Later, in my room, I find a vase of garden flowers, which I hadn’t noticed before. But the room smells so strongly of honeysuckle I find them on my table.
One pink peony (the herb of “intuition.” Emotionally, peony was used to “speak up for oneself”) and a strand of yellow and white honeysuckle.
I knock on the door to his room and ask, “Did you pick these for me?”
He is reading in his bed of red sheets, lifts his head off the pillow, nods. He is facing the wall. It’s one of the few times his door is cracked open. He almost always has it closed. Everything he does has an air of secrecy.
“Just before you fell,” he answers.
It is just not clear any more what freedom is…And where then is our true place?
—Leonidas Donskis, Moral Blindness: The Loss of Sensitivity in Liquid Modernity
No, That Wasn’t Our Happiness
You know how in movies people realize, change their minds, go after what/who they once let go of — act? Love strikes, love emboldens. Love returns, haunts, is more than just a random occurrence. Love changes being and how to be. You know how in the movies people realize they were wrong and then mend that wrong? Get in the car and on that plane and mend that wrong. The way mending wrongs — since we can’t seem to not wrong each other — becomes one of the odysseys we must all go on, and what movies are largely about. Worse not to mend a wrong than to commit a wrong, I think. Shit happens. Lots of shit happens. But to not mend? Not knowing when and how you should mend? Not feeling anyone is worth mending and being mended for?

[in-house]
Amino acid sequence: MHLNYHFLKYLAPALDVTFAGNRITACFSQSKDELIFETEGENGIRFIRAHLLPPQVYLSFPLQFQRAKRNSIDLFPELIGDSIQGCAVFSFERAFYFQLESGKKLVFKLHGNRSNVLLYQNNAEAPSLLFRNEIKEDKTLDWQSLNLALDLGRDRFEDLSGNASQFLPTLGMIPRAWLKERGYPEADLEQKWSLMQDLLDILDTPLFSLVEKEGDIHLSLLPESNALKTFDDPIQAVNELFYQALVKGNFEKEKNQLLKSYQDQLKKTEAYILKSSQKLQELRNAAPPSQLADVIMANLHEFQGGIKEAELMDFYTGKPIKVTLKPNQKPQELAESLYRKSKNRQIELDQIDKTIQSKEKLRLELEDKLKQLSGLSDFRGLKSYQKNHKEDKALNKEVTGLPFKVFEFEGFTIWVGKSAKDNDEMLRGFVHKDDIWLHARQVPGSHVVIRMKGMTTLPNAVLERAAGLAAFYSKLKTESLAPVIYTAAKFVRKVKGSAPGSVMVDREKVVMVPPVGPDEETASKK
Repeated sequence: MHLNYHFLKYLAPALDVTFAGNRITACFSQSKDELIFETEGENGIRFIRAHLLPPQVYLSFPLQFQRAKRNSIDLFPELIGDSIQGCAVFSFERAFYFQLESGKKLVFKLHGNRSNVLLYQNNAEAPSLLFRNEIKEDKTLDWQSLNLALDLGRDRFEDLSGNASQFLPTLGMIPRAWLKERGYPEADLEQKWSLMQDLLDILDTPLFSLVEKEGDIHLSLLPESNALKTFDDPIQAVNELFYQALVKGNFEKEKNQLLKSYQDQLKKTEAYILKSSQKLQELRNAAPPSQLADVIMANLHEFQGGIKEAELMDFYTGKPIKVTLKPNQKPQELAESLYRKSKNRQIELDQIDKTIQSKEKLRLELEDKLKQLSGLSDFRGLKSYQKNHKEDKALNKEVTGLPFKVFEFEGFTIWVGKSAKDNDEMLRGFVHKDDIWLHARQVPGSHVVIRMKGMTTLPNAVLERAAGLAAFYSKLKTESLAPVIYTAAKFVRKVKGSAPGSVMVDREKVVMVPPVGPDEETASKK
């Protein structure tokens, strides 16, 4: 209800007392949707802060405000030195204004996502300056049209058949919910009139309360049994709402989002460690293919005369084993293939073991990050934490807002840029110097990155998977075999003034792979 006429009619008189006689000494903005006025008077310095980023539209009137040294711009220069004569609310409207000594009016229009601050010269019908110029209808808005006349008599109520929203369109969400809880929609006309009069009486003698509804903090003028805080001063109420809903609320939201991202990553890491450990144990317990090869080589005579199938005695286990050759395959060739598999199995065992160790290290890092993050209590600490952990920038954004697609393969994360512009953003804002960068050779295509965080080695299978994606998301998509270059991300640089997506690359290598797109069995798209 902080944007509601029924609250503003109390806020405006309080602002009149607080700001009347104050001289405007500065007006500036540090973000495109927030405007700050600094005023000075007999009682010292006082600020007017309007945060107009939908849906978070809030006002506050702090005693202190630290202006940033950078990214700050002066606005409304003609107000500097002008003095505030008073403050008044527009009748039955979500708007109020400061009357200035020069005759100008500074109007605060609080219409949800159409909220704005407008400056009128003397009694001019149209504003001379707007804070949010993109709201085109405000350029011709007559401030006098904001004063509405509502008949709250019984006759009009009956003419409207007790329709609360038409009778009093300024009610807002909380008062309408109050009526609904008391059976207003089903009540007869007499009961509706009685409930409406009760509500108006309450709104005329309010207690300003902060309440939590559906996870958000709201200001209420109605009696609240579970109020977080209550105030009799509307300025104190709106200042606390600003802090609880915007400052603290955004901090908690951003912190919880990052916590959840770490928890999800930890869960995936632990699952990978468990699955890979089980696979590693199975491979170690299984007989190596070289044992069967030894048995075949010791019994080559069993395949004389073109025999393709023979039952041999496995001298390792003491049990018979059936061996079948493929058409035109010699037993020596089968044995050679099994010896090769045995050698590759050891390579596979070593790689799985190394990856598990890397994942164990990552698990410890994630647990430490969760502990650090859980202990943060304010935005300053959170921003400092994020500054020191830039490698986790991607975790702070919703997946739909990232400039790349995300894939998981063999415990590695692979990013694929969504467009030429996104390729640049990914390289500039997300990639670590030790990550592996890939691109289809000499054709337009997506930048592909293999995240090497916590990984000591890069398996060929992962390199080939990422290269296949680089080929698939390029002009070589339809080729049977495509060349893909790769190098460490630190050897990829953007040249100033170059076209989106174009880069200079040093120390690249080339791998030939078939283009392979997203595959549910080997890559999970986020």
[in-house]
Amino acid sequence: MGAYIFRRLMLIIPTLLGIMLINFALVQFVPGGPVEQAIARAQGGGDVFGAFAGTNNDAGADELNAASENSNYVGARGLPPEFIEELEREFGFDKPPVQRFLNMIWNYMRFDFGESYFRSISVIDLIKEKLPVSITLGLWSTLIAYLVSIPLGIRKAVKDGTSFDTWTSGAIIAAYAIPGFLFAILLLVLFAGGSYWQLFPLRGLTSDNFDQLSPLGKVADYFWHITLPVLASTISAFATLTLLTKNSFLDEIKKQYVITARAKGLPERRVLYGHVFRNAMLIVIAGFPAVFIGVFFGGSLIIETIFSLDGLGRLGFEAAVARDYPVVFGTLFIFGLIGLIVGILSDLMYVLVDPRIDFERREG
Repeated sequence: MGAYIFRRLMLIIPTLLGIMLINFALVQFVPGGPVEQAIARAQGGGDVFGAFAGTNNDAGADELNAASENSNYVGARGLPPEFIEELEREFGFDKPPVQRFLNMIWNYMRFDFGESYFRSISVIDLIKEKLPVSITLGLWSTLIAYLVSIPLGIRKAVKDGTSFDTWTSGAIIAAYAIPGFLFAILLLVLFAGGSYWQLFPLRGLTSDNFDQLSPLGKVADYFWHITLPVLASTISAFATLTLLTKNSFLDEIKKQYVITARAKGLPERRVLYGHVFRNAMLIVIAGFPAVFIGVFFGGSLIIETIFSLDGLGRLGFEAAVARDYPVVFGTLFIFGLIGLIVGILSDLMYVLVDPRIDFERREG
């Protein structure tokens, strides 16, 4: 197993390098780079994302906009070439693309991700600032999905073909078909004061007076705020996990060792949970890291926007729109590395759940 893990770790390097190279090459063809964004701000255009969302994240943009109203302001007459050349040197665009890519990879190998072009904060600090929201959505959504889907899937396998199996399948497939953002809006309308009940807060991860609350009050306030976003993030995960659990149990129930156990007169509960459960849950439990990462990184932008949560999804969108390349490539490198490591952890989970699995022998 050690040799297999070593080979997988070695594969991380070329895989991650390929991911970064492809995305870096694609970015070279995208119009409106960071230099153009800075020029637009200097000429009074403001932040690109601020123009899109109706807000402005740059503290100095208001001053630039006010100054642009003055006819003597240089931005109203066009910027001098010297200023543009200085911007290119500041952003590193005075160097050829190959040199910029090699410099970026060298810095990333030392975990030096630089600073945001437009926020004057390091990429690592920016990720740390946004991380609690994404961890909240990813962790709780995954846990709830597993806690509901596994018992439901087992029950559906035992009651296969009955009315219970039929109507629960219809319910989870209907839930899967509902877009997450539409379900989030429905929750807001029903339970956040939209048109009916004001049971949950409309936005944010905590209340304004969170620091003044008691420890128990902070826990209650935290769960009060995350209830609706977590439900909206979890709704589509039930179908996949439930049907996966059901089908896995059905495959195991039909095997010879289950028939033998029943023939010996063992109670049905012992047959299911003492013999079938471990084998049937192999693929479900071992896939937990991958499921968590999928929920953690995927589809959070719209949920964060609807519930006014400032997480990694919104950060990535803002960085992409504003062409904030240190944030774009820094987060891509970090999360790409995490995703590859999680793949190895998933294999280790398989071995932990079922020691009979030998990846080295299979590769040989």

You know how movies believe in and offer us the epiphanal? Which means “striking appearance; manifestation.”
Life is not like that, I am learning. Life is a series of realizations that never happen or never lead to mani-festation. Never take hold, never make themselves evident, and then fade.
Life is regrets that we live with or don’t have at all. Life is people we should miss but don’t. Should love but don’t. Love but don’t love, as in taking loving action. Love as how you love. Love that we find but let go of for no reason other than because we don’t know how to be worthy of what and who happens to us (Deleuze). Because we think so much more will happen to us. Because we think there is no difference between this and that. Him or her. Because we no longer think any experience or person is singular (my mother). Because the world has run out of goals. Because it is the death of grand ideas. Because we think we have so many chances, we don’t even want chances. Thinking of something or someone as a chance is a very romantic way of thinking to begin with. There is a debt involved. Readiness is required. Try finding someone who thinks that way. Try. Try. Try.
In the movies, we remember. We can’t help it.
In life, we forget. We know how to. We make sure.
In life, remembering (missing, truly wanting what we desire and living with it) is the problem.
It’s a sin this not being ready. This not being up for it.
What does anything matter, if you can only say it? If you cannot, do not, ever manifest?
I’ve been told more than I ever need to hear. I’ve heard too much. And still, I think of Pasolini’s Decameron:
Say just one word and you’ll save both my life and yours.
Or Jenny Holzer’s: “Say the word.”
Words as passwords, secret codes, open sesame. The right word unlocks an entire world. Think of the precious words you had to know — you had to acquire — in riddles and parables. Think of how few chances you had to get those words right.
Words alone aren’t enough. But they are also enough. They can be everything. It’s hard to negotiate what language can do, how it should add up and cohere with action. How it proves and disproves. Language has to manifest for that to happen. That “striking appearance” of language needs to take shape in materialization. In the form of the way we decide to live our language(s). This begins with being accountable for the things we say to others. Still meaning it the next day.
On the phone, my mother cautions about L.
“You believe in words too much. You believe in both the things that are true and the things that are not true. He doesn’t know himself what he is saying or feeling.”